In a decision handed down on January 16 2018, the German Federal Patent Court confirmed that an opposition against a trade mark can be based on a company name (28 W (pat) 7/16 - eberth/EBERTH).
In 2013, the applicant filed for registration of the device mark EBERTH claiming protection for machines in Class 7. An opposition against this trade mark was filed based on the opponent's company name Eberth. As evidence for the existence of this right, the opponent submitted a business letter from the year 1990, an offer letter from 1992, an order confirmation from 2007 as well as invoices from 2005 to 2015, all referring to either eberth group, www.eberth.com and/or eberth MASCHINEN- UND ANLAGENBAU. The Court found that these documents were suitable to evidence the use and therefore existence of the prior company name eberth in Germany in connection with the production and sale of transportation and packaging apparatus and installations before the application date of the contested mark. The Court therefore upheld the opposition. The Court confirmed that rights to a company name may not only be invoked against another company name but also against use (and registration) of a sign as trade mark, because a trade mark designates the commercial origin of a product of a specific undertaking and therefore, indirectly, also designates the company behind the product.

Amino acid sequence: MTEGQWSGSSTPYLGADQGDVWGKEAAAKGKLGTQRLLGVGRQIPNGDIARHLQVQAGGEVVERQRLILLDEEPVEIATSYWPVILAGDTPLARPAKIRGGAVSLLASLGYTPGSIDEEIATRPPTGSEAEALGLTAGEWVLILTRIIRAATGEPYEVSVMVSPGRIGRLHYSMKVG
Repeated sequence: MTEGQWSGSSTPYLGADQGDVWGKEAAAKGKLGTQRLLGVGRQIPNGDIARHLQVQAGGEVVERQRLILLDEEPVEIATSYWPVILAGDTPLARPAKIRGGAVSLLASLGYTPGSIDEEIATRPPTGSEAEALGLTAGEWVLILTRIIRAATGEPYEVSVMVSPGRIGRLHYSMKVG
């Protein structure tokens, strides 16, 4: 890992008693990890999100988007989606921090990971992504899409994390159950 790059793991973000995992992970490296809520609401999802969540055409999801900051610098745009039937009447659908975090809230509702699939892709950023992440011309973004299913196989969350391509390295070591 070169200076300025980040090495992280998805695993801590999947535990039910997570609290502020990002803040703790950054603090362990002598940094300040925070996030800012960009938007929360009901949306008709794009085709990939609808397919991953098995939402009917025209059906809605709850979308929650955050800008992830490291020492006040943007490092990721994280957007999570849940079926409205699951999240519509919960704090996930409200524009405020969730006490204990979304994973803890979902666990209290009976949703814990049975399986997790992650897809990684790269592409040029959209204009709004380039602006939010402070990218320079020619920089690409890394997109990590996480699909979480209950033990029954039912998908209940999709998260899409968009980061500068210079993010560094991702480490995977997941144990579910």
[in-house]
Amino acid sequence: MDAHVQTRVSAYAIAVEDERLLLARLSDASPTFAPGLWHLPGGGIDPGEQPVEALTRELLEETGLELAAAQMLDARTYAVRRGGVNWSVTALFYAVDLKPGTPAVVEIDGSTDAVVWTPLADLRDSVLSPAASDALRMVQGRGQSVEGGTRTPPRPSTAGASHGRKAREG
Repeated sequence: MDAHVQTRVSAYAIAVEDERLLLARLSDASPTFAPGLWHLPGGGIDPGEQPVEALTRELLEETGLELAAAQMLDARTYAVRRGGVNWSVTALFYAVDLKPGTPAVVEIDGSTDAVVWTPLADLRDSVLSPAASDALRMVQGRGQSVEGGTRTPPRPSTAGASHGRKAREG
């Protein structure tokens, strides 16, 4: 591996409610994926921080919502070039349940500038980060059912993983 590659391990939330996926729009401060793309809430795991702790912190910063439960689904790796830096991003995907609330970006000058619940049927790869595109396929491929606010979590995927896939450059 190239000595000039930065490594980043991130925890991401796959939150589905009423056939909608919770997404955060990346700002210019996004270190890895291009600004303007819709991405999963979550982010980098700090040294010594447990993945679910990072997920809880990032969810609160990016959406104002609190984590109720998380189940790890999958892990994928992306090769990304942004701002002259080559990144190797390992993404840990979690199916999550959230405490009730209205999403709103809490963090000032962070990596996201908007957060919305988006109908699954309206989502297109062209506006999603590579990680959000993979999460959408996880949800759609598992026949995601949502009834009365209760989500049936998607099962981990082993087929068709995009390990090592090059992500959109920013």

This decision is in line with the German Trade Mark Act and recent case law. It is therefore not surprising, but it does emphasise the importance of rights for a company name or other business names. Such rights are often ignored or considered to be of minor effectiveness. For example, unlike a national German trade mark, a company name is not automatically protected in the whole territory of the Federal Republic of Germany. Also, rather than simply referring to a registered list of goods and services of a trade mark, it may be more difficult to provide evidence for exactly which goods and services a company name has been used. However, if done correctly, such rights to a company name can be a very effective way of enforcing a company's rights against third parties. For example, the required level of distinctiveness for a company name is lower than that required for a trade mark. Also, single elements of a company name like eberth may be protected even when embedded in a longer name like eberth MASCHINEN- UND ANLAGENBAU. Thus, where appropriate, owners of a company name may wish to consider the possibility of enforcing such rights against third parties, even where trade marks are concerned, rather than other company name rights.
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